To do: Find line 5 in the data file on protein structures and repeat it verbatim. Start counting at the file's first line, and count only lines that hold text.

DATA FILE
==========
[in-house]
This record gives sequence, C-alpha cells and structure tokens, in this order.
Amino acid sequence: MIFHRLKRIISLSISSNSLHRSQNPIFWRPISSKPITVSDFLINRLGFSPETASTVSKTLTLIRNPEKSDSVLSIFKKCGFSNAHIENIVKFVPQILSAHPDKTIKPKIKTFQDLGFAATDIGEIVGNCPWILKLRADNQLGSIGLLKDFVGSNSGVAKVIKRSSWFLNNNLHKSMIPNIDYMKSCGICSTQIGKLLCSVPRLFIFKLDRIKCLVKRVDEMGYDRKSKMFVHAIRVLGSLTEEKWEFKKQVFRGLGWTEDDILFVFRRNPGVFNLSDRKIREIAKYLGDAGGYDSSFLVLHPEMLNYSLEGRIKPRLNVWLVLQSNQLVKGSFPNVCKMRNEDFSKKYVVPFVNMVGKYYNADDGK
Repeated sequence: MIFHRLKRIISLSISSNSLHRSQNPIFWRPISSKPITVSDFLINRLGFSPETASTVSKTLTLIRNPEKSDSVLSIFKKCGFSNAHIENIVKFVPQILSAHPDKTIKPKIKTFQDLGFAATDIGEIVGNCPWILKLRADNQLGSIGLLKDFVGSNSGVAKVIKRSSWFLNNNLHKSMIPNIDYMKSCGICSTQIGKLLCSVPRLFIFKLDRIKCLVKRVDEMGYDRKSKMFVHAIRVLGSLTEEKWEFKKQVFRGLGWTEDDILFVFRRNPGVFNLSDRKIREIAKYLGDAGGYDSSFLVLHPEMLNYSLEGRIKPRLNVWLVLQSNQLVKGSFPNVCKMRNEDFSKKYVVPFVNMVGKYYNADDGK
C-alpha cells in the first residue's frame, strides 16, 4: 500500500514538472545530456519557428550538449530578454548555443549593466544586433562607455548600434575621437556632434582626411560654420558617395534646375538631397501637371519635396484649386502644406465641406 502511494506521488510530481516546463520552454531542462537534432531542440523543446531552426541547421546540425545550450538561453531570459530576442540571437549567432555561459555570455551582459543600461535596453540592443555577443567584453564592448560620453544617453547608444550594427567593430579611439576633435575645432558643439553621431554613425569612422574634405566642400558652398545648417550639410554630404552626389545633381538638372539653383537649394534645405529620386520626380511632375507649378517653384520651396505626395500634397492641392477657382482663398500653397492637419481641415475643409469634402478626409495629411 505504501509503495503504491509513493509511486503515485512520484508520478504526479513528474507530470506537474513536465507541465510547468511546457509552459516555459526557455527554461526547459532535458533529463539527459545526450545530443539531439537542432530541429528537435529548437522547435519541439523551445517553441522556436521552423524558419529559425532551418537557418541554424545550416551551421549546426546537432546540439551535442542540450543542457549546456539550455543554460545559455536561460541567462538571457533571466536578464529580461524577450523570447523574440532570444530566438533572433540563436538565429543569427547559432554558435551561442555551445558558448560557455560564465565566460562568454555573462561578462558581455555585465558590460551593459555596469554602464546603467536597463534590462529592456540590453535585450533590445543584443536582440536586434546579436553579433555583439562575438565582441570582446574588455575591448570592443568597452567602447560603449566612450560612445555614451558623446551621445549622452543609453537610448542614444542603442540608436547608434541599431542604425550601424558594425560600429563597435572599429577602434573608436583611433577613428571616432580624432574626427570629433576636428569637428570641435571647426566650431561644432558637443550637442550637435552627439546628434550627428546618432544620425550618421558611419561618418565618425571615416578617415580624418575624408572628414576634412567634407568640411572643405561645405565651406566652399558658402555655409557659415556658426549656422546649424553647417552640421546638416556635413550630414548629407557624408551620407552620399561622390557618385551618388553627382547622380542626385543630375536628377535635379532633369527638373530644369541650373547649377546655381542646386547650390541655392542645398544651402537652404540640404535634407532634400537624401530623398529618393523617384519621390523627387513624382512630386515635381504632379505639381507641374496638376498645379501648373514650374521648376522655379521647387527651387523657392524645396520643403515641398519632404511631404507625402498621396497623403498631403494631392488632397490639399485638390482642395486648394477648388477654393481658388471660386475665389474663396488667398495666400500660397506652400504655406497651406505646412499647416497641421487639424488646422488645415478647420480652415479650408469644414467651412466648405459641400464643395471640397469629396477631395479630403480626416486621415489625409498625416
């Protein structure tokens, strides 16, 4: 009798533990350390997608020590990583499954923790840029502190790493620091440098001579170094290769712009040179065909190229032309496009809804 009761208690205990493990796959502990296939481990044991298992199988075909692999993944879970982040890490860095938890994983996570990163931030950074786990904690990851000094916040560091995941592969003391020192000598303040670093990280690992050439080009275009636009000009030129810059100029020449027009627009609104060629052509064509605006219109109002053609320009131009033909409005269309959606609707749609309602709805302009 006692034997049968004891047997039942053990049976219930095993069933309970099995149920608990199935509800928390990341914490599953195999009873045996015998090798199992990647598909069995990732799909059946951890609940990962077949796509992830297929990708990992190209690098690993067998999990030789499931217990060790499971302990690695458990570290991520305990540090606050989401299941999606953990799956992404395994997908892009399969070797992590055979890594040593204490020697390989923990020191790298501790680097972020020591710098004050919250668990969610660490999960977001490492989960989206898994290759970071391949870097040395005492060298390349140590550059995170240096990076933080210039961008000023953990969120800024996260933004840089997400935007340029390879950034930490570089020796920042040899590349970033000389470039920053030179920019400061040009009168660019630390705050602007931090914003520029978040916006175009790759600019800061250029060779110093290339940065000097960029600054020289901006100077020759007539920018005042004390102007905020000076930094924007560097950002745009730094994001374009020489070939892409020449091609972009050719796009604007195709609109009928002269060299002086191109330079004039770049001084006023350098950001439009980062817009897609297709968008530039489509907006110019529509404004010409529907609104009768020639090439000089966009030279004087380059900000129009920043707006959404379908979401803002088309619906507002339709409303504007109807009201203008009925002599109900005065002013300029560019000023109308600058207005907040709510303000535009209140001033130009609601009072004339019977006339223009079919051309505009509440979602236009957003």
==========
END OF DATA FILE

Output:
C-alpha cells in the first residue's frame, strides 16, 4: 500500500514538472545530456519557428550538449530578454548555443549593466544586433562607455548600434575621437556632434582626411560654420558617395534646375538631397501637371519635396484649386502644406465641406 502511494506521488510530481516546463520552454531542462537534432531542440523543446531552426541547421546540425545550450538561453531570459530576442540571437549567432555561459555570455551582459543600461535596453540592443555577443567584453564592448560620453544617453547608444550594427567593430579611439576633435575645432558643439553621431554613425569612422574634405566642400558652398545648417550639410554630404552626389545633381538638372539653383537649394534645405529620386520626380511632375507649378517653384520651396505626395500634397492641392477657382482663398500653397492637419481641415475643409469634402478626409495629411 505504501509503495503504491509513493509511486503515485512520484508520478504526479513528474507530470506537474513536465507541465510547468511546457509552459516555459526557455527554461526547459532535458533529463539527459545526450545530443539531439537542432530541429528537435529548437522547435519541439523551445517553441522556436521552423524558419529559425532551418537557418541554424545550416551551421549546426546537432546540439551535442542540450543542457549546456539550455543554460545559455536561460541567462538571457533571466536578464529580461524577450523570447523574440532570444530566438533572433540563436538565429543569427547559432554558435551561442555551445558558448560557455560564465565566460562568454555573462561578462558581455555585465558590460551593459555596469554602464546603467536597463534590462529592456540590453535585450533590445543584443536582440536586434546579436553579433555583439562575438565582441570582446574588455575591448570592443568597452567602447560603449566612450560612445555614451558623446551621445549622452543609453537610448542614444542603442540608436547608434541599431542604425550601424558594425560600429563597435572599429577602434573608436583611433577613428571616432580624432574626427570629433576636428569637428570641435571647426566650431561644432558637443550637442550637435552627439546628434550627428546618432544620425550618421558611419561618418565618425571615416578617415580624418575624408572628414576634412567634407568640411572643405561645405565651406566652399558658402555655409557659415556658426549656422546649424553647417552640421546638416556635413550630414548629407557624408551620407552620399561622390557618385551618388553627382547622380542626385543630375536628377535635379532633369527638373530644369541650373547649377546655381542646386547650390541655392542645398544651402537652404540640404535634407532634400537624401530623398529618393523617384519621390523627387513624382512630386515635381504632379505639381507641374496638376498645379501648373514650374521648376522655379521647387527651387523657392524645396520643403515641398519632404511631404507625402498621396497623403498631403494631392488632397490639399485638390482642395486648394477648388477654393481658388471660386475665389474663396488667398495666400500660397506652400504655406497651406505646412499647416497641421487639424488646422488645415478647420480652415479650408469644414467651412466648405459641400464643395471640397469629396477631395479630403480626416486621415489625409498625416